For this, my first “Random Post”, I’m going to write about my various visits to Berlin from 1977 to 1992. The next post will be about my most recent visit in 2019.
Ever since reading in Christopher Isherwood’s novel in 1976 where he said that, to him, “Berlin meant boys” and seeing the film “Cabaret”, I knew Berlin was a city I wanted to visit. I was 26 and living in London at the time.
I had also been a student of Germany’s dark Nazi history and its postwar divisions and I wanted to see and learn more.
The first opportunity to visit Berlin arrived unexpectedly. During that summer of 1976, I had travelled to Mykonos for a holiday where I hooked up with Eugen who just happened to be from Berlin. I had met him while we were both sunning nude on Mykonos’ infamous Super Paradise Beach.
Eugen and I spent a marvellous week together exploring the ins and outs of this island – an early European gay holiday destination – and nearby Delos. The excitement of meeting other gay men from around Europe in this hot environment was thrilling. Eugen, like me, also had a history with gay liberationist politics so we had lots to talk about.
Eugen invited me to stay with him in Berlin the next summer and that I did. He took me to all the tourist places by day and all the gay places by night. That became my pattern for my European tours after that: mingle with the tourists in the day and cruise the locals at night. I kept a diary and it’s full of names of men I met socially and/or sexually with sentences like “Got back to the hotel at 5 am”. Those were the days.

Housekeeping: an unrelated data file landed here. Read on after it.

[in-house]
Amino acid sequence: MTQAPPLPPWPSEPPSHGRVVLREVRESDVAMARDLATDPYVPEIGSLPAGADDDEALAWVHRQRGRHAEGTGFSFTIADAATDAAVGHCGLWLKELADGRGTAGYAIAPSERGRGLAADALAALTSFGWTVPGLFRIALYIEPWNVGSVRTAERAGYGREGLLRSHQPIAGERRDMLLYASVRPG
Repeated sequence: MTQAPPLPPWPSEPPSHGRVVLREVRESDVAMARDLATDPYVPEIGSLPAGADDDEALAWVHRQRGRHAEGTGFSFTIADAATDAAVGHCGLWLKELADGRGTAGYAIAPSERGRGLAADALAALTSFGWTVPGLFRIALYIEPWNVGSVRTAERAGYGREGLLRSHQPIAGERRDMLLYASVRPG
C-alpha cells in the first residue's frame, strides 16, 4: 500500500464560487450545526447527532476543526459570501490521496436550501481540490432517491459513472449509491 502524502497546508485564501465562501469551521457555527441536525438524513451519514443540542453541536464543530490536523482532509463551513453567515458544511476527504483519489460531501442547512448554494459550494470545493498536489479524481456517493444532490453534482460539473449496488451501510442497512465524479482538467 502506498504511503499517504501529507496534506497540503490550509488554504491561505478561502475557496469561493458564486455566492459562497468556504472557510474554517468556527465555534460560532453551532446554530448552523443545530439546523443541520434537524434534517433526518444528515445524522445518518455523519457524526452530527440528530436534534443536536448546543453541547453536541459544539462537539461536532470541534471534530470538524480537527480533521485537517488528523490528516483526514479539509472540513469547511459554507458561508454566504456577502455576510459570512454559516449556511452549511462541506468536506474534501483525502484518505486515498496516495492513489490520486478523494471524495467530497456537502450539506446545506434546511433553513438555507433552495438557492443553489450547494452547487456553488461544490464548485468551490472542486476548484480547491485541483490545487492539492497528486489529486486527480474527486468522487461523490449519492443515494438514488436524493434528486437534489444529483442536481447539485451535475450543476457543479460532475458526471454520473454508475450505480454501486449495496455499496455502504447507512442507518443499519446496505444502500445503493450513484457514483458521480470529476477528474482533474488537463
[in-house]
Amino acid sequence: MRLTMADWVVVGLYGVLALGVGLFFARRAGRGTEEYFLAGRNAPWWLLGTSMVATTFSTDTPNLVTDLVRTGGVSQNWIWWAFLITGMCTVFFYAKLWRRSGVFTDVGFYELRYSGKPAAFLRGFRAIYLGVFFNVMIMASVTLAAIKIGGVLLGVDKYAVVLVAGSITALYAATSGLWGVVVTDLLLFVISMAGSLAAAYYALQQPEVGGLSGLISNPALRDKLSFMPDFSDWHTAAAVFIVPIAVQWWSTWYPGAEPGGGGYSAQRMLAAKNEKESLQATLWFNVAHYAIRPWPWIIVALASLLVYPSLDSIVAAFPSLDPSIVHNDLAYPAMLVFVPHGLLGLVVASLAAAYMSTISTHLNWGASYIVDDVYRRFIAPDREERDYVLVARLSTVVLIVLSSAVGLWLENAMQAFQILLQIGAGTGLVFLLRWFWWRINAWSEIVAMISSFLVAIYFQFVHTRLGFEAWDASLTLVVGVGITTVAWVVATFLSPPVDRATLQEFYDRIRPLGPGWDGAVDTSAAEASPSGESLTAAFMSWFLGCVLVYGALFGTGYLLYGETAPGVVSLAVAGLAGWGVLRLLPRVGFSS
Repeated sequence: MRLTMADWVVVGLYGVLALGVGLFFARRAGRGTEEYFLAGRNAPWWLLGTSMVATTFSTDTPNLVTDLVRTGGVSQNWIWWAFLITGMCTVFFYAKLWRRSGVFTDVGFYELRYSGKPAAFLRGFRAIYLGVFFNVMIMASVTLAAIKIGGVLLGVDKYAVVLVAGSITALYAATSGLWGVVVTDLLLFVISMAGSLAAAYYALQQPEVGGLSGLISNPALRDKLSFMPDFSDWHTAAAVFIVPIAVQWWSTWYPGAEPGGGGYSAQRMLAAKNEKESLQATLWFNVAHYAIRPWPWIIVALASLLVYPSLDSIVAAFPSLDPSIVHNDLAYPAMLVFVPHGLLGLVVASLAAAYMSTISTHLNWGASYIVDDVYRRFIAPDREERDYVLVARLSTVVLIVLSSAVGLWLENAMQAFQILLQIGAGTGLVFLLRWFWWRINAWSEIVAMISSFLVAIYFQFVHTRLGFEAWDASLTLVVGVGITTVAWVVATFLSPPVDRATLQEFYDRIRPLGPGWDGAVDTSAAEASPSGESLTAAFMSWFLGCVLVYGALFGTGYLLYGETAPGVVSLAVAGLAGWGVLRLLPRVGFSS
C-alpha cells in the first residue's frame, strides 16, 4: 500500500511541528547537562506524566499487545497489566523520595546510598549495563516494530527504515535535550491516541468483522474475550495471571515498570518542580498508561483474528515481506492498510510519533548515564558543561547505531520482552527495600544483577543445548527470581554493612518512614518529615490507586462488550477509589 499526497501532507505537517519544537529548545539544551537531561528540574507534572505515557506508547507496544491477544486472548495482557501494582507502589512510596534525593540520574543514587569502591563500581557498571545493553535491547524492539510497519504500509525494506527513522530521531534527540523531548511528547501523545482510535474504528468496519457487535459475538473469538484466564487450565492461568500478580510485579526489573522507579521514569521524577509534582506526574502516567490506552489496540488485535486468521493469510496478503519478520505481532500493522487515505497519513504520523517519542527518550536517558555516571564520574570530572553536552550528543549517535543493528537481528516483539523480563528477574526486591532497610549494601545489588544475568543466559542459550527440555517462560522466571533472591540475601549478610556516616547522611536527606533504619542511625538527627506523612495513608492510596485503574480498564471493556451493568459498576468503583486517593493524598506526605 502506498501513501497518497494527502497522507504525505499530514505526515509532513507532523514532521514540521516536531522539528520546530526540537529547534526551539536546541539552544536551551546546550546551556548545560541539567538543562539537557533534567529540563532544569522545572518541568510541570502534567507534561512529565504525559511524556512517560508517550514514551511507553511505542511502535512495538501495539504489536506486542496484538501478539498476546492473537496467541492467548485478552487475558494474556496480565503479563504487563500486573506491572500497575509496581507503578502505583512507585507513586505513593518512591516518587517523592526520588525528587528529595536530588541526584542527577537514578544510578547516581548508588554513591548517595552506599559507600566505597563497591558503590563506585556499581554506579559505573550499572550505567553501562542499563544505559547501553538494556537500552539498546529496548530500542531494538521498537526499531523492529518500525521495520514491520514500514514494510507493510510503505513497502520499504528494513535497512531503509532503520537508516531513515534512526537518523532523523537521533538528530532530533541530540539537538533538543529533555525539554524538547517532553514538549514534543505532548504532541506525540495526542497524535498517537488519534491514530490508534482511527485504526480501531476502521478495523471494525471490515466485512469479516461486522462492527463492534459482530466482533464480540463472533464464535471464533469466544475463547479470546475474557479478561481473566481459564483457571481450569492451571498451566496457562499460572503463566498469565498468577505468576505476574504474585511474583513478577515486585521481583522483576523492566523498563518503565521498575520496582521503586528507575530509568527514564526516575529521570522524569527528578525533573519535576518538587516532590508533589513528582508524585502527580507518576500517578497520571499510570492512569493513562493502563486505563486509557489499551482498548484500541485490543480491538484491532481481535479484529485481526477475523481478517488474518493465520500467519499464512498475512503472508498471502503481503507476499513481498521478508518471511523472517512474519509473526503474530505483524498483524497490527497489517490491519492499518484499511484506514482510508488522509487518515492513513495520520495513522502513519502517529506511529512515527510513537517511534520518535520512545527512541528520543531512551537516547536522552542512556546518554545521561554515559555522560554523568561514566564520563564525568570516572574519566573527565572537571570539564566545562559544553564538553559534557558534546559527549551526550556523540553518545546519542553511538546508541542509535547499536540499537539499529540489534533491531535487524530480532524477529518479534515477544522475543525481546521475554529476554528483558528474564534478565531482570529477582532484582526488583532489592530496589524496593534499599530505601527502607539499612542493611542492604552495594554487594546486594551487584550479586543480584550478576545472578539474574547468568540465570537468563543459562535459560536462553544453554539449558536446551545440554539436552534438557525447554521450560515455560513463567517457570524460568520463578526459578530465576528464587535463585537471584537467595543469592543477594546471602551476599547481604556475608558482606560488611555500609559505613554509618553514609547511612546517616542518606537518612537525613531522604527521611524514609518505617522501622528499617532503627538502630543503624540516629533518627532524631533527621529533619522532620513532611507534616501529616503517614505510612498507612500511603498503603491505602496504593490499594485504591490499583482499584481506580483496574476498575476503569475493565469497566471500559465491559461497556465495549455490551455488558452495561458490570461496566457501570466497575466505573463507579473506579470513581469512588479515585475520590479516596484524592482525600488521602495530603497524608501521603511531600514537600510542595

One of the first places Eugen took me to when I arrived was to Berlin’s nude gay beach at Grunewaldsee. I learned that nudism at beaches in Germany is certainly more common than in other Anglo Saxon countries. They’re called FKK beaches (Freikörper-Kultur) reflecting the belief that your body is freer when it’s nude. Sounds good to me.
The second experience he treated me to was an excursion into East Berlin. Below you can see Eugen behind an East German soldier at the Neue Wache, constructed as a Guardhouse by the Prussian army in the early 19th century. It has served as a war memorial by different regimes. The East German Communists called it a Memorial to the Victims of Fascism and Militarism. The current regime calls it the Central Memorial of the Federal Republic of Germany for the Victims of War and Dictatorship. You will notice the change in emphasis.
This trip gave me my first sight of the infamous Berlin Wall constructed in 1963 by the East German government to stop East Berliners from travelling to the West. Hundreds of East Berliners were injured or murdered as they tried to cross that Wall. As someone who has always been fascinated by borders this city provided lots of stimuli for me – both of horror and fascination.
There wasn’t one Wall – there were two. One usually right on or near the border and then the “hinter Wall” in the East. In between were land mines and other obstructions, including trip wires that could set off gunshots. The bottom photo shows a very wide gap between the two Walls at the former Potsdamer/Leipziger Platz. The West provided Viewing Stands which is how I managed to take a photo looking into the middle.
Crossing the border for a day visit for us westerners was a hassle but it was possible. The hassle part is that you were looked up and down by the guards as they attempted to intimidate you. As well, you had to compulsorily exchange a certain amount of Deutschmarks for East German marks at well below the market rate.
But the advantage to me is that I met the lovely Manfred with whom I started an immediate affair. Who wouldn’t?